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6th September 2015
The Boiler Saga continues
Steel bars for the grate have been delivered to Top Farm and cut to size before moving them to Wansford. Stan has drilled holes (3 holes in each of 32 bars) so that they can be assembled into 8 4-bar sections using threaded rod to tie them together with cast iron spacers to provide the air-gap. The cast-iron rod from which the spacers will be made has been delivered but no work has yet been done on it. This is still work-in-progress but there should be a picture of the grate in the next post.
The boiler itself has been heatproof painted by Clifford and, with more help from Clifford, and from Ken, we’ve wrapped it in lagging and Richard and Stan have started to fix on the cladding.
Stan has top-coated the inside of the cab and it’s now ready to accept the boiler.
Clifford’s handiwork, the boiler is all shiny and new-looking
Clifford’s work covered in lagging and cladding. Must remember to cut out the lagging so that we can get at the firehole door.
9th September 2015
Components for the grate were collected together on the shaping bed, which was used as a workbench for assembly.
Bars on the left, spacers on the right.
Graham was deputed to cut some 12mm threaded rod into 6.5” sections.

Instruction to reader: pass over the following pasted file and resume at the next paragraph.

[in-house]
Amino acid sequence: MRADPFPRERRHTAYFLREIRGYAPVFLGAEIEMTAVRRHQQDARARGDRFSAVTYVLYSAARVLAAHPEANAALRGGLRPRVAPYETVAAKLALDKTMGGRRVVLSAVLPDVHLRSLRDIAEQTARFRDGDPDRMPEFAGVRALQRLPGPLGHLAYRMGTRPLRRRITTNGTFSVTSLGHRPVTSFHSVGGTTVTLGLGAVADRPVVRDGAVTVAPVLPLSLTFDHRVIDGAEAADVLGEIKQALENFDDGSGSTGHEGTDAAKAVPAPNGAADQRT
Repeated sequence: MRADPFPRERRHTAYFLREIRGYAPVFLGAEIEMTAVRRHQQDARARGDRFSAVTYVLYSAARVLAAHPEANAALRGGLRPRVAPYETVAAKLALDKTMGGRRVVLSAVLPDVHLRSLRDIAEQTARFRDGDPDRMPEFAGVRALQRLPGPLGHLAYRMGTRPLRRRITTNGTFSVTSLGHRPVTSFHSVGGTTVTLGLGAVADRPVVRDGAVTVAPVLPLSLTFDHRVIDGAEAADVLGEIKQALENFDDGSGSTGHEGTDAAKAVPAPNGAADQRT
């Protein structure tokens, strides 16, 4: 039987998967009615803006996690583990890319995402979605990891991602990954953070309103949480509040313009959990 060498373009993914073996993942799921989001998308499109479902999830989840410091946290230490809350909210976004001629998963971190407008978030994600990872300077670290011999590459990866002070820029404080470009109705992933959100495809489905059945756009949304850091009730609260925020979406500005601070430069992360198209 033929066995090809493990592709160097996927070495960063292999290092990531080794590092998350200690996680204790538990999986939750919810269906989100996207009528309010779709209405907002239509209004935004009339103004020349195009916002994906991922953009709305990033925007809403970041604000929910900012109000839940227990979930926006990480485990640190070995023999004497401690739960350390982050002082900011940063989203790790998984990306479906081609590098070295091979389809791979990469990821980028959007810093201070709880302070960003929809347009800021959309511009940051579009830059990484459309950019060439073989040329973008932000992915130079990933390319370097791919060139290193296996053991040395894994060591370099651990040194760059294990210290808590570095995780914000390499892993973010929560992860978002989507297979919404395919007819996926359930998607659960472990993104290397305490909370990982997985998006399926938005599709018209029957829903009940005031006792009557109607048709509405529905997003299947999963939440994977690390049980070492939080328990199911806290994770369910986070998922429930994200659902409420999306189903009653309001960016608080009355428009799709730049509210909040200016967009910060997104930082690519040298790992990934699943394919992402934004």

As the rod sections came off the production line, Perry used them to join 4 bars and 12 spacers to create a grate segment.
When all 8 segments were assembled, they were moved to the welding area and DOC started permanently fixing the components of each segment.
Special high-nickel welding rods were used to ensure a solid weld between the steels bars and cast-iron spacers.
Making a grate.
Finishing touches on the boiler
Richard and Stan completed the side cladding and then fixed the top panel.
Richard and Dave adjusted the angle brackets that fix the boiler to the crane. These replacement items were slightly too wide to fit inside the chassis, so Dave trimmed them down to size and Richard fixed them to their final locations at the base of the boiler.
It’s hard to see this in the photos but Clifford has cleaned up all the fitting flanges, including freeing nuts that had become attached to their studs more firmly than the stud was attached to the flange. He’s also checked that all gaskets are prepared, ready for attachment once the boiler’s in the crane.
Once the boiler is back in the cab, it’s not possible to get into these areas.
Post Office Red paint was used, which contrasts with the rest of the crane (it’s in “Poppy Red”). With any luck, nobody will see this again for 10 years.
We think that’s almost it before installing the boiler. We’ll probably fit the grate into the boiler first because we can use the overhead crane to help manipulate the weight (estimated at about 150-200 kilos)
The boiler brass fittings will be attached after the installation - to reduce chances of damage during the lift.
DOC spent all Tuesday drilling a half-inch hole through the centre of a cast iron bar and slicing it into 86 spacers .
13th September 2015
We’re all ready to reinstall the boiler - the condenser has been replaced in the cab corner where it lives, and the inputs (from exhaust steam and drain cocks) connected up. The condenser outputs (drain and chimney) still need attaching but the chimney goes on after the boilers is installed, the drain is waiting for a painted pipe to dry, then will take 5 minutes to fix.